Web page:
It might be good for some city employees and incumbents in city government running for reelection, but New Orleans’ minimum wage hike for city workers will make its citizens suffer even more.
Deciding to step on the gas on the matter, the City Council ratified a pay schedule that would push the wage to $15 an hour in 2023. Years ago, it established a minimum much higher than the state’s, which defaults to the federal level of $7.25, and indexed it to inflation. It will bump up more than a couple of dollars next year from the current $11.19 and then complete the rise, costing taxpayers around $10 million more.
It’s a sucker punch delivered to citizens as the city continues to reel from the Wuhan coronavirus pandemic’s impact its government’s overreaction to that. With its economy disproportionately dependent upon leisure and hospitality discouraged by the virus, compounded by a ridiculous vaccine passport requirement to patronize these kinds of commercial establishments, city quality of life has suffered more deeply. Just as one indicator that likely reflects worse numbers specifically for New Orleans, statewide 84 percent of restaurants reported reduced profits over the past three months while none noted an increase. Anecdotally, in New Orleans after the requirement kicked in sales dropped 30 to 40 percent.
The minimum wage increases only will make more difficult any kind of city economic turnaround. The academic literature overwhelmingly reports negative overall economic effects for minimum wage increases when applied to an entire country. Even a cursory knowledge of economics reveals why: as free markets price labor according to the productive value it brings to society, artificially pricing it higher than its actual return to society makes inefficient use of resources that limits potential growth otherwise.
However, when assessing localized such hikes, this becomes a more nuanced proposition. The mix of economic activity in the affected area, the composition of the labor force, the mobility of capital, labor, and market participants both on the buying and selling sides, and substitutability of product geographically could exacerbate or ameliorate the negative impact. Most crucially, the relative size of the increase conveys the most negative impact, logically so as the higher it goes from a market-established floor (except for the few employed at the current federal minimum wage that exceeds the actual market-determined value of their work) the more jobs become overpaid.
In a theoretical sense, taking $10 million and moving it to less productive purposes either beggars city government from financing other functions or causes taxes to rise thus removal of resources from the more productive and dynamic private sector, or both. The combination of fewer city services and/or reduced personal wealth and private sector productivity together creates reduced quality of life, except for a small number of direct recipients now overpaid for the actual value of their labor. Typically, the negative impact is felt most by the least skilled in the labor force: the less educated, the younger, and generally economically disadvantaged individuals.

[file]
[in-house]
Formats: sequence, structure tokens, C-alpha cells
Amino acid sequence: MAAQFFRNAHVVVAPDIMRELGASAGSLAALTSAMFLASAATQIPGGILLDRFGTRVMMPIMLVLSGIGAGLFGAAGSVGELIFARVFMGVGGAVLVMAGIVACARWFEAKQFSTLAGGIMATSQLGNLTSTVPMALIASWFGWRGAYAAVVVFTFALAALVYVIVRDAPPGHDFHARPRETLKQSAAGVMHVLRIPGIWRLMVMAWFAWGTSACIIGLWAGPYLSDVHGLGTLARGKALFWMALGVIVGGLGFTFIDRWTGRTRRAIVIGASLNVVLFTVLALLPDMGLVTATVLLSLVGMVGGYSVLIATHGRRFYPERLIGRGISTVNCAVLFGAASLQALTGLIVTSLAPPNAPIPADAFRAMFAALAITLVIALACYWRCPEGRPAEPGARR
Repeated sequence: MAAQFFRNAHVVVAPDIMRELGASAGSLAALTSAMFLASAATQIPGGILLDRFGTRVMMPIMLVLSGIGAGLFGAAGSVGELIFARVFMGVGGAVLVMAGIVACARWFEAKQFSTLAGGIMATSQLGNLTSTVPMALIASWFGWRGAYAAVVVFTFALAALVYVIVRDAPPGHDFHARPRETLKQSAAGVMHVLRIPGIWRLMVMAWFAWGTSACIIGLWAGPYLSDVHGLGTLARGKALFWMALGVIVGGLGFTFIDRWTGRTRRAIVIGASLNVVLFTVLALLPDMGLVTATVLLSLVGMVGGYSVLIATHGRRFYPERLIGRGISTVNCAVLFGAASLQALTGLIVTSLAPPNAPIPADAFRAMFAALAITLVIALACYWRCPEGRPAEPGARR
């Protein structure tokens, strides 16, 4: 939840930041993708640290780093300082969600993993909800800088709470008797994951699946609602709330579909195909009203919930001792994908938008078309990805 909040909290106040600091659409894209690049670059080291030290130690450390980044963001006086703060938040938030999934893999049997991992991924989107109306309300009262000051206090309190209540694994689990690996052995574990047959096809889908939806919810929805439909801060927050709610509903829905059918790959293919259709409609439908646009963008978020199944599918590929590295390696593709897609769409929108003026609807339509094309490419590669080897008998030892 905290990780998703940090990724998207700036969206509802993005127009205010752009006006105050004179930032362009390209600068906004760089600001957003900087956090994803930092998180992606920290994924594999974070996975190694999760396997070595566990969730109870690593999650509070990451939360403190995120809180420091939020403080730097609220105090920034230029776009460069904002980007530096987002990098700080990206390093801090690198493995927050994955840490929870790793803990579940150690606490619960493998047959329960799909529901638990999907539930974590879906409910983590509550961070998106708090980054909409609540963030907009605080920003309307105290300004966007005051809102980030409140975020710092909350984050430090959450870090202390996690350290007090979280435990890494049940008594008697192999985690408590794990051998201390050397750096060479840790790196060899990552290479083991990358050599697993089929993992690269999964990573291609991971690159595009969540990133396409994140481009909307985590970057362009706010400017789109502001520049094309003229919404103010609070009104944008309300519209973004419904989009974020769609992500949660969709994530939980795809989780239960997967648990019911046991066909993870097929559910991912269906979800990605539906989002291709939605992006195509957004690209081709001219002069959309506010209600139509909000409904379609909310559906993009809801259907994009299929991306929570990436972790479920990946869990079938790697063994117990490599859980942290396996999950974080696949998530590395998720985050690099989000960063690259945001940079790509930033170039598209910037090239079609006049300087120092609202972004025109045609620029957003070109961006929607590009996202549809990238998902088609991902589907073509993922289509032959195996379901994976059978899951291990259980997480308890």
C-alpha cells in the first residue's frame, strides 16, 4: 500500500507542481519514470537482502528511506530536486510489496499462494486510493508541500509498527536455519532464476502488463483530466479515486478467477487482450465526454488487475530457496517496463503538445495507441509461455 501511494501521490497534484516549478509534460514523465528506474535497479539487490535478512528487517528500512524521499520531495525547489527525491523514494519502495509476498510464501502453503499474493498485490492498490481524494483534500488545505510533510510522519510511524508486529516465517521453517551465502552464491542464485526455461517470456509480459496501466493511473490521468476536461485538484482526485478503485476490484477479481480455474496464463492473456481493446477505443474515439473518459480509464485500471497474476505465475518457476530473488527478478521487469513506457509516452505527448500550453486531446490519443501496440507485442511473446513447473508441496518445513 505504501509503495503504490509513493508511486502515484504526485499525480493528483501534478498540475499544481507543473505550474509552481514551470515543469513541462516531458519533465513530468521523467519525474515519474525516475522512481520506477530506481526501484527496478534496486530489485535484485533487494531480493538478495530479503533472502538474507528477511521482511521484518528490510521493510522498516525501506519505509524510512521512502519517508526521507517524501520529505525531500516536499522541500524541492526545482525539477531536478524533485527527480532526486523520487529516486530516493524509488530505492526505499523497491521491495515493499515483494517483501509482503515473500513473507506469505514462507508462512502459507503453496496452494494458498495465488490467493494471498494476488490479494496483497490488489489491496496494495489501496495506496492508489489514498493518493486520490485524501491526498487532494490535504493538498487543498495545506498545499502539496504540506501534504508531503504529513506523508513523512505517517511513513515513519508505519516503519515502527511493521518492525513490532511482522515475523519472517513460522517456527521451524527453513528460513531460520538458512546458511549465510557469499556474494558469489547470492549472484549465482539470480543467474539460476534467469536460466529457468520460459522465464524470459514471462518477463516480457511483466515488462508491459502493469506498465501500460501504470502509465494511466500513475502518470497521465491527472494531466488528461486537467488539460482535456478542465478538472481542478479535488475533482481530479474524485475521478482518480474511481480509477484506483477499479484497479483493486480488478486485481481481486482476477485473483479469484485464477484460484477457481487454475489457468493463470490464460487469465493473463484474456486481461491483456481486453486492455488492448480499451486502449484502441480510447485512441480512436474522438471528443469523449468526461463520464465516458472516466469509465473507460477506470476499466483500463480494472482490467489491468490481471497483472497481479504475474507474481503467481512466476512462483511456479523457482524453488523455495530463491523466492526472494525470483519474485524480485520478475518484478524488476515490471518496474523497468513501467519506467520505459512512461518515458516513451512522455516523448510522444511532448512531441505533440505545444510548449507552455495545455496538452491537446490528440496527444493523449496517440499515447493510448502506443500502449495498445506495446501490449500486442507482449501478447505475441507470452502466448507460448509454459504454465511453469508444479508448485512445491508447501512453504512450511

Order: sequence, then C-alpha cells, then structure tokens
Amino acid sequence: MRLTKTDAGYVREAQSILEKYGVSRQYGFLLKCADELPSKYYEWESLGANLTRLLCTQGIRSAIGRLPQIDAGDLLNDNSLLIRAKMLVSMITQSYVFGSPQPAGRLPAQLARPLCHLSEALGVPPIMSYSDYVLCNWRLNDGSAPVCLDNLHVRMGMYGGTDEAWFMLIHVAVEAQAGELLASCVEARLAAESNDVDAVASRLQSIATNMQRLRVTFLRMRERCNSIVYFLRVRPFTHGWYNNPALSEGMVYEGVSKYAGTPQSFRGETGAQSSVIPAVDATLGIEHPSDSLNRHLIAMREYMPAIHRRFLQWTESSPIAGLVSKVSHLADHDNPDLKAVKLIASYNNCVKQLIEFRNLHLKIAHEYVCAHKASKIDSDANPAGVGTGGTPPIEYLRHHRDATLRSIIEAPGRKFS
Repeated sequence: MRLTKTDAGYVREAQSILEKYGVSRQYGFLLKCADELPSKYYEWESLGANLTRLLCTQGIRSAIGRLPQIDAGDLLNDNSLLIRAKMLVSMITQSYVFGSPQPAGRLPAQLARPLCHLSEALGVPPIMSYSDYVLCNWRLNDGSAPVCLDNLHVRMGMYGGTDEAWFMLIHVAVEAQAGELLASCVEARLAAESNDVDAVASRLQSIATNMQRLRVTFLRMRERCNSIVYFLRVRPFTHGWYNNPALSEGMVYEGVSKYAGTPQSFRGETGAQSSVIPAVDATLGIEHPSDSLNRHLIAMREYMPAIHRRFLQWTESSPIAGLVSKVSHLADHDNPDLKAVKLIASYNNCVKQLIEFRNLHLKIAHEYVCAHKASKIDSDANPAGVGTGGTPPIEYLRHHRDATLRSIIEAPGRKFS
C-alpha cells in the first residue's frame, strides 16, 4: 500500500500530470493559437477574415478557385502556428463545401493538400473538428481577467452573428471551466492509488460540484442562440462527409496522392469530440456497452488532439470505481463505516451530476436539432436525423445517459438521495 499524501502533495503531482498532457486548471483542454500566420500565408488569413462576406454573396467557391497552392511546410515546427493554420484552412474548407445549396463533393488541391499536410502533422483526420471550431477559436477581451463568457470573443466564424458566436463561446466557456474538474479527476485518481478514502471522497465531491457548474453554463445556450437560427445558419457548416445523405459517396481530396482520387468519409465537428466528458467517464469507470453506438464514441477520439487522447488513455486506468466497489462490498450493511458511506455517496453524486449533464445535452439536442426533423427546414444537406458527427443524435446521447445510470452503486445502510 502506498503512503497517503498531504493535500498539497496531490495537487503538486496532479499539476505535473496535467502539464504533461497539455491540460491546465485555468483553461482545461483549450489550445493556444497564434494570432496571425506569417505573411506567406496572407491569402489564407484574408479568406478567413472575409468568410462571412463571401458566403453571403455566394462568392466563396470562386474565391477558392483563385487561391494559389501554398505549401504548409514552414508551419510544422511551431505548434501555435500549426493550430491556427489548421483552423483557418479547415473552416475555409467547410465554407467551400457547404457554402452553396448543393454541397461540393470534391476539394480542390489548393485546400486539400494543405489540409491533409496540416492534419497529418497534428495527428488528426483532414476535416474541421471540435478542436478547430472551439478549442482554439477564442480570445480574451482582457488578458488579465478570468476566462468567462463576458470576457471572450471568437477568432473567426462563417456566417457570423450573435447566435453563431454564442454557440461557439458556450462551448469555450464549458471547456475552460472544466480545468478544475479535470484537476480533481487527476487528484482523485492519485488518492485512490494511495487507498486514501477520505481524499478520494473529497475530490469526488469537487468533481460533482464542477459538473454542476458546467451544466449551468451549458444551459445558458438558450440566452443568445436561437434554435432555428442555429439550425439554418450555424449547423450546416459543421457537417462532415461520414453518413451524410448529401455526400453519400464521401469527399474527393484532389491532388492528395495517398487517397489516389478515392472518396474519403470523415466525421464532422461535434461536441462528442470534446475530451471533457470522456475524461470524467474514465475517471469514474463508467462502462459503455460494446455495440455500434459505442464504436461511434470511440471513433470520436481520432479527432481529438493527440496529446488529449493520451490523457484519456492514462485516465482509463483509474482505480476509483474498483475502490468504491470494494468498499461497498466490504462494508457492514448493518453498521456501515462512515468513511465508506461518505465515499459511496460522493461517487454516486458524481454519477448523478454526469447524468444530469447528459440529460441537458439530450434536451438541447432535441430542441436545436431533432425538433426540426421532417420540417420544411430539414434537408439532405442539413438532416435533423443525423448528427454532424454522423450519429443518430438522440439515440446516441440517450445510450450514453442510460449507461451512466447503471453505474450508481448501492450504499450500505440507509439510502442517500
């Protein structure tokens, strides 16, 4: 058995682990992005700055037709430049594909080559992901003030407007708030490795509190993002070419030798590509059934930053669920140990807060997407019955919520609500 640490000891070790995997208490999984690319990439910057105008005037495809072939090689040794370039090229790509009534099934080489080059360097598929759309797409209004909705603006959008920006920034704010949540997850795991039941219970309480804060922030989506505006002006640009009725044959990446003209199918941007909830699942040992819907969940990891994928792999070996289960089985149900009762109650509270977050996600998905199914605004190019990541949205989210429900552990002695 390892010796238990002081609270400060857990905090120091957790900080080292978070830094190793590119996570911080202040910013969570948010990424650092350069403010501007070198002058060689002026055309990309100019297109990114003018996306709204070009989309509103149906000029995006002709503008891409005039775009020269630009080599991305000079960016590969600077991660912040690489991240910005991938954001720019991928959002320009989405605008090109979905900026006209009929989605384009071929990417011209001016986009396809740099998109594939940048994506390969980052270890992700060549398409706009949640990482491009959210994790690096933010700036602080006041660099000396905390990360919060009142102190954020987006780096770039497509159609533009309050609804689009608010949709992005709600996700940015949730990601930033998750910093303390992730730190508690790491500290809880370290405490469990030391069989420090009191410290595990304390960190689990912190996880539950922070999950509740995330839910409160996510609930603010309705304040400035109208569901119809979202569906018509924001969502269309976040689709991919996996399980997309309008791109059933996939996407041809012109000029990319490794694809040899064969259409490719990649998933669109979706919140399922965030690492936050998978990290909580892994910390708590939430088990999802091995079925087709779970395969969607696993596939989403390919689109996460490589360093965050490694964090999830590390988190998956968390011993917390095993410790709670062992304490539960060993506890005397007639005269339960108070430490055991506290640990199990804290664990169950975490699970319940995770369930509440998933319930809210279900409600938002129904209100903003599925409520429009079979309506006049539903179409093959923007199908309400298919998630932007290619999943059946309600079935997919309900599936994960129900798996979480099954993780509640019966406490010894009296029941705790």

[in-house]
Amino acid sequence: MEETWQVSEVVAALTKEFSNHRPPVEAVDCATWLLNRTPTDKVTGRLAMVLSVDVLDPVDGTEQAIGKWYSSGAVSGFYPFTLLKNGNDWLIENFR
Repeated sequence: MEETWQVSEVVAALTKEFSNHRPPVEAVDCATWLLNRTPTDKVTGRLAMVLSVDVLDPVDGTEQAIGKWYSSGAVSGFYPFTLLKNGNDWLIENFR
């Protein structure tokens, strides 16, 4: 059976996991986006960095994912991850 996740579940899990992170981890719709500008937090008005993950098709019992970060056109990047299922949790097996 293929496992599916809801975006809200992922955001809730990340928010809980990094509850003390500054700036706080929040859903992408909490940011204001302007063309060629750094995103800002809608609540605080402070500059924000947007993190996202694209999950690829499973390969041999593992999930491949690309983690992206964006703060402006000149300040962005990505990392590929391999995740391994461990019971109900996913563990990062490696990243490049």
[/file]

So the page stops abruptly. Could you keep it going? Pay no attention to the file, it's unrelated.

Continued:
Isolating the impact to just one jurisdiction and just one segment of employment in it adds wrinkles. With the economic mix in New Orleans, its relatively lower standard of living but also its lower cost of living, the jump will have outsized consequences. It will suck employees from the private sector, forcing wage increases there and the ensuing price increases and reduction of available labor force (concentrated at the bottom and reflected not so much in layoffs but in reduction in new hiring) that research has noted typically follow, and usually proportional to the relative size of the increase which in New Orleans’ case will be substantial.
As well, a rippling knock-on effect will occur that will cost the city more than expected. As wages at the bottom go up, workers just above that will expect a raise as well as they will perceive correctly the relatively large gulf in skills and productivity demanded in their positions won’t be matched by wage differentials. Their pressure to leave jobs as a result in seeing greener grass elsewhere will be duplicated in the private sector, having to raise its lowest wages to keep from losing people to the city. Additionally, businesses react in other ways by changing other forms of compensation to maintain overall labor costs, basically shifting compensation towards pay and away from other forms.
Finally, the economy will suffer in the New Orleans area because inflationary price increases will occur on the whole as businesses respond to offset their increased costs (although the city employees benefitting from the transfer of wealth will find themselves better off on the whole). Research indicates slack economies like the area outside the north shore and those particularly dependent on hospitality inordinately suffer in this way.
Again, excepting the tranche of city employees who will enjoy this transfer of wealth, overall the city’s residents and in a more diluted sense those in Jefferson and St. Bernard Parishes will be worse off as a result of this policy decision. Except also incumbent politicians, who can pander for city employee votes in next month’s municipal elections by dangling this act in their campaign communications, hoping the more informed and better critical thinkers in the electorate don’t notice.